So I tried both chickens and, for comparison’s sake, pitted them against my favorite carryout from the small Decatur restaurant Las Brasas. There, chef and owner John Koechlin has his own method to prepare a classic Peruvian-style roast chicken.
All these chefs have their tricks and methods for non-dry breast, cooked legs, crispy skin and all those other qualities that make us all a little gaga for roast chicken, whether it’s trendy or not.
Let’s see how they stack up:
GIO’S CHICKEN AMALFITANO
Type of chicken: Di Palma says he tested the recipe with nine different chickens before settling on the birds from Bell & Evans, the same chickens sold at Your Dekalb Farmers Market. “I’m all about air-chilled chickens,” says di Palma, who says most other producers chill their chickens in a water bath, which washes away flavor. “These come from a Pennsylvania Dutch farm and have a higher fat content. They’re all natural, raised with no antibiotics and a total vegan diet.”
Pretreatment: Di Palma brushes the chickens with extra-virgin olive oil, then lets them sit for 12 to 24 hours in a dry rub made from Sicilian wild oregano, sea salt, cracked black pepper and garlic.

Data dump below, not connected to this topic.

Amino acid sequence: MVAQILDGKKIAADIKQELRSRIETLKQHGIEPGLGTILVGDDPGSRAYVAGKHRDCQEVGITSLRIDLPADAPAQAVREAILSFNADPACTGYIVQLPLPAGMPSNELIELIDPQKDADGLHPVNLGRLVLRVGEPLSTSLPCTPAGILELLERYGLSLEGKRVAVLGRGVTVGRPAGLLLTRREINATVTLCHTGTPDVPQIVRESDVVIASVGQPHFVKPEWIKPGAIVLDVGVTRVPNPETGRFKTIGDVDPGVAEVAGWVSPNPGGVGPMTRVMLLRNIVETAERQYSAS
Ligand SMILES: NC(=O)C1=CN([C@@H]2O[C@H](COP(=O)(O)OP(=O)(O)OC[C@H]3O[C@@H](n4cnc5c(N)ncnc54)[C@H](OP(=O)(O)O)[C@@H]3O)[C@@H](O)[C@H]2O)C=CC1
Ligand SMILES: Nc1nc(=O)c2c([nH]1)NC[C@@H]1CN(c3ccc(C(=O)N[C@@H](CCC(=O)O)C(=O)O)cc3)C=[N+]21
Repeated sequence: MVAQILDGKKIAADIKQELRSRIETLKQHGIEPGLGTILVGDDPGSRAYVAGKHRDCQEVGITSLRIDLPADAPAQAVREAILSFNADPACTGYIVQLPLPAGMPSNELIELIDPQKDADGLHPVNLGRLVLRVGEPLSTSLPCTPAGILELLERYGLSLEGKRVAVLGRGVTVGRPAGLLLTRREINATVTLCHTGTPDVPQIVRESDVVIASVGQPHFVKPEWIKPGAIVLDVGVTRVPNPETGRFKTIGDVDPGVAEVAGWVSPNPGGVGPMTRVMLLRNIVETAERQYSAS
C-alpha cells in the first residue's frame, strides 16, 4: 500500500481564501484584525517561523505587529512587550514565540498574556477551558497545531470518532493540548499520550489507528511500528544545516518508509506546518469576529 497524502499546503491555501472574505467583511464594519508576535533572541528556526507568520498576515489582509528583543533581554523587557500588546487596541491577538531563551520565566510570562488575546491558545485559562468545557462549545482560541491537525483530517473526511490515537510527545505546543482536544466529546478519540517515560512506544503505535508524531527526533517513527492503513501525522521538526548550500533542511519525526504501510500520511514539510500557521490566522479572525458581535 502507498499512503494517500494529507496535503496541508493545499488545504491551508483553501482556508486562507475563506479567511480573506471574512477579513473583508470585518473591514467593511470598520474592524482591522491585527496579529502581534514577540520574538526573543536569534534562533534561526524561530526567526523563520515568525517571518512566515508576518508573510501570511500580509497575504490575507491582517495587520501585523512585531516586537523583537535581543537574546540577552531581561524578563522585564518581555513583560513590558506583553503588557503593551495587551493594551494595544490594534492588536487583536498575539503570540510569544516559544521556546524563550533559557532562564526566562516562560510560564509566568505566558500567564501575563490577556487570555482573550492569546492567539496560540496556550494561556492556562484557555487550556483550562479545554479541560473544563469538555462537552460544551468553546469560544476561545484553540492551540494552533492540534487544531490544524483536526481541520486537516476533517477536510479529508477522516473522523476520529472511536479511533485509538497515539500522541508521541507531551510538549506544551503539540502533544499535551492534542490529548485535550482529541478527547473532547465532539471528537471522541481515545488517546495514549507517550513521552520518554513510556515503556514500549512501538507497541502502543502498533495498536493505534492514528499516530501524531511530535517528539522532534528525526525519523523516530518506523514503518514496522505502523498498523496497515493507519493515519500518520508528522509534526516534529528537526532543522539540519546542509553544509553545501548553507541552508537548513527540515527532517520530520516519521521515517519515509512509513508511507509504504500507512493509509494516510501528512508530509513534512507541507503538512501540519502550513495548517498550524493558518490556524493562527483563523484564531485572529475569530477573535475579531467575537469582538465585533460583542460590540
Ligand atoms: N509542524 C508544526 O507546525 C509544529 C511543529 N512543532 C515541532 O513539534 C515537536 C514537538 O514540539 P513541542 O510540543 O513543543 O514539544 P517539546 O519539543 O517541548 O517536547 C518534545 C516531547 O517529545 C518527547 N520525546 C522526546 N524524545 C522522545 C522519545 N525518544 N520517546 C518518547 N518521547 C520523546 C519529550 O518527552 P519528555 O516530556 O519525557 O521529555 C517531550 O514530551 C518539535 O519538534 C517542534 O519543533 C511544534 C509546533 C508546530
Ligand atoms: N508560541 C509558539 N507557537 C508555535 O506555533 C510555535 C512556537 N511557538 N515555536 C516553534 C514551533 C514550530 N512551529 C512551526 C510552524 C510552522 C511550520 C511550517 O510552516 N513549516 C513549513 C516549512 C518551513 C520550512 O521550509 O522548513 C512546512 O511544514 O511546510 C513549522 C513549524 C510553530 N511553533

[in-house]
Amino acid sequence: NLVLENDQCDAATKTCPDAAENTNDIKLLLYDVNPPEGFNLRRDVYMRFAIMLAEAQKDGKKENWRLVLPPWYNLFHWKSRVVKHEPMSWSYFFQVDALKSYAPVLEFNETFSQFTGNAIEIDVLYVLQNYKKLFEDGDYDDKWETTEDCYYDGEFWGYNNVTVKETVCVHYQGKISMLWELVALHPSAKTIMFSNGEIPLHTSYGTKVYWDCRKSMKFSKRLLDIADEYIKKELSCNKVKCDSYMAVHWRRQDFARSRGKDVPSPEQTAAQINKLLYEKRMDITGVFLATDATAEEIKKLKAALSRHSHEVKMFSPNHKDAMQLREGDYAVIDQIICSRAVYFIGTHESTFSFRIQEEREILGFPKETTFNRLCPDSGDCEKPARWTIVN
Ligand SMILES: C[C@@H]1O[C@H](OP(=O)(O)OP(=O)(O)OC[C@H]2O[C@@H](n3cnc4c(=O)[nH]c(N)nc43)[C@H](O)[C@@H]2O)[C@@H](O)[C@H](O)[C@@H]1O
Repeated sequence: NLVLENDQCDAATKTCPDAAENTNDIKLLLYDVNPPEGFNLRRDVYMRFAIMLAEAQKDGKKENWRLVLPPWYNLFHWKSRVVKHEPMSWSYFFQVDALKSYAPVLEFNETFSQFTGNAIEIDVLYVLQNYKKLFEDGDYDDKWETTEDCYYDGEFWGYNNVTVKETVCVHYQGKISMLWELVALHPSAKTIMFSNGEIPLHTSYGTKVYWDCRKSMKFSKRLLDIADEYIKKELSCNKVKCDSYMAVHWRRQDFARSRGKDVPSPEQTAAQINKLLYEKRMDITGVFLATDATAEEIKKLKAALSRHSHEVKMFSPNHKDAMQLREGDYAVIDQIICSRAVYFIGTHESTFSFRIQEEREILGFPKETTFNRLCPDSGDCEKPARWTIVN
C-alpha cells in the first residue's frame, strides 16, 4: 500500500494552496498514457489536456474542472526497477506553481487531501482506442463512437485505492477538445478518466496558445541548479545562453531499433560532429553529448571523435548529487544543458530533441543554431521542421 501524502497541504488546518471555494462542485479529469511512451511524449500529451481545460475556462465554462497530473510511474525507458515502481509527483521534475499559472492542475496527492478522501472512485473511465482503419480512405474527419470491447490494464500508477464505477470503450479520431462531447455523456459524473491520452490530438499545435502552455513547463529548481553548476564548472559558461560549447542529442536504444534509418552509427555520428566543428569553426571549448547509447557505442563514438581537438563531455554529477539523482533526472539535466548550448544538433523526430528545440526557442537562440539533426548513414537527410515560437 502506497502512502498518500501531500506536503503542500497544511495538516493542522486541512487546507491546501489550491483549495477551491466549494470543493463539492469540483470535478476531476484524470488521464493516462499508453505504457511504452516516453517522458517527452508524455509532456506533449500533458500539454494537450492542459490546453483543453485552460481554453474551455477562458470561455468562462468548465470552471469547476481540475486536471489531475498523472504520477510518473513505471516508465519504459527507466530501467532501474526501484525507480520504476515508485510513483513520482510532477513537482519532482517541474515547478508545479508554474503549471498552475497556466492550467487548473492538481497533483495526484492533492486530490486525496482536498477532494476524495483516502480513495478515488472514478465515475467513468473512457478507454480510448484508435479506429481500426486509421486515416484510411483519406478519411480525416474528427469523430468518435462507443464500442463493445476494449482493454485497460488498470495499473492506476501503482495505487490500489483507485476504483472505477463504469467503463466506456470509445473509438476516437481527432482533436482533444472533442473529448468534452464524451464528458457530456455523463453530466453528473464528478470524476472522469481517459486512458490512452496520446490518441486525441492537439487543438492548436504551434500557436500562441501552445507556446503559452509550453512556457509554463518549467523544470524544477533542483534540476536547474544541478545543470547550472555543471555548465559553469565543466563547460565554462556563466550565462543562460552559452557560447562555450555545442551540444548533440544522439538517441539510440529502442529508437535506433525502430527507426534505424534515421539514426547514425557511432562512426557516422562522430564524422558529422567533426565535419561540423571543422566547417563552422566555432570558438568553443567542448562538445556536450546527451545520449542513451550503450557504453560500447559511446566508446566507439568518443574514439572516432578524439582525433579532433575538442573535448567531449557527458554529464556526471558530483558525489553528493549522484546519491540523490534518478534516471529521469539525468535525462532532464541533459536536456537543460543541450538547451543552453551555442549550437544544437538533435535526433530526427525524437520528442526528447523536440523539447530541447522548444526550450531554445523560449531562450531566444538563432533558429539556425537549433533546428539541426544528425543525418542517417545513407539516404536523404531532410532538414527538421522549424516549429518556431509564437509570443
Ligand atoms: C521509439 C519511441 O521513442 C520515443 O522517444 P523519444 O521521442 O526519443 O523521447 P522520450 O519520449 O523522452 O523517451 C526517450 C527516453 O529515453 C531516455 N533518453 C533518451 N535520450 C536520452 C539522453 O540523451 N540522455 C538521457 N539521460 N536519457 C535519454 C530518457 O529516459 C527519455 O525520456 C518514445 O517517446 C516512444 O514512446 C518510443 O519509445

Cooking method: The chickens cook in a roasting oven set at a “slow, low temperature” for a little more than an hour. After it roasts, the cooks chop the chicken through the bone into chunky pieces, then charbroil it in sauté pans with flavor-infused olive oil and seasonings until the skin crisps. Gio’s serves several flavors of roasted chicken, including one with sliced blood oranges and rosemary, and Amalfi style chicken with roasted olives and onion. After the chicken crisps, the cooks add some chicken stock and Romano cheese to the pan juices and serve it up.
Did di Palma ever consider a rotisserie? “That’s French!” he laughs. “We’re Italian. We roast our chickens in the oven.”
Price: An order of Sorrento lemon chicken costs $15 and consists of half a chicken with potatoes, homemade focaccia bread and a house salad. Other flavors may cost a dollar or two more, and family-style chicken dinners that feed four to five people start at $34.
Tasting notes: These are chicken pieces you want to eat clean to the bone – cooked through and bloodless, but still tender. Though we took the chicken to go, we tried a bite on site to check out the skin, which was flavorful if not particularly crisp. The Sorrento lemon chicken — with its rush of lemon, oregano and garlic – was our runaway favorite.
Gio’s Chicken Amalfitano, 1099 Hemphill Ave., Atlanta. 404-347-3874, $
BANTAM + BIDDY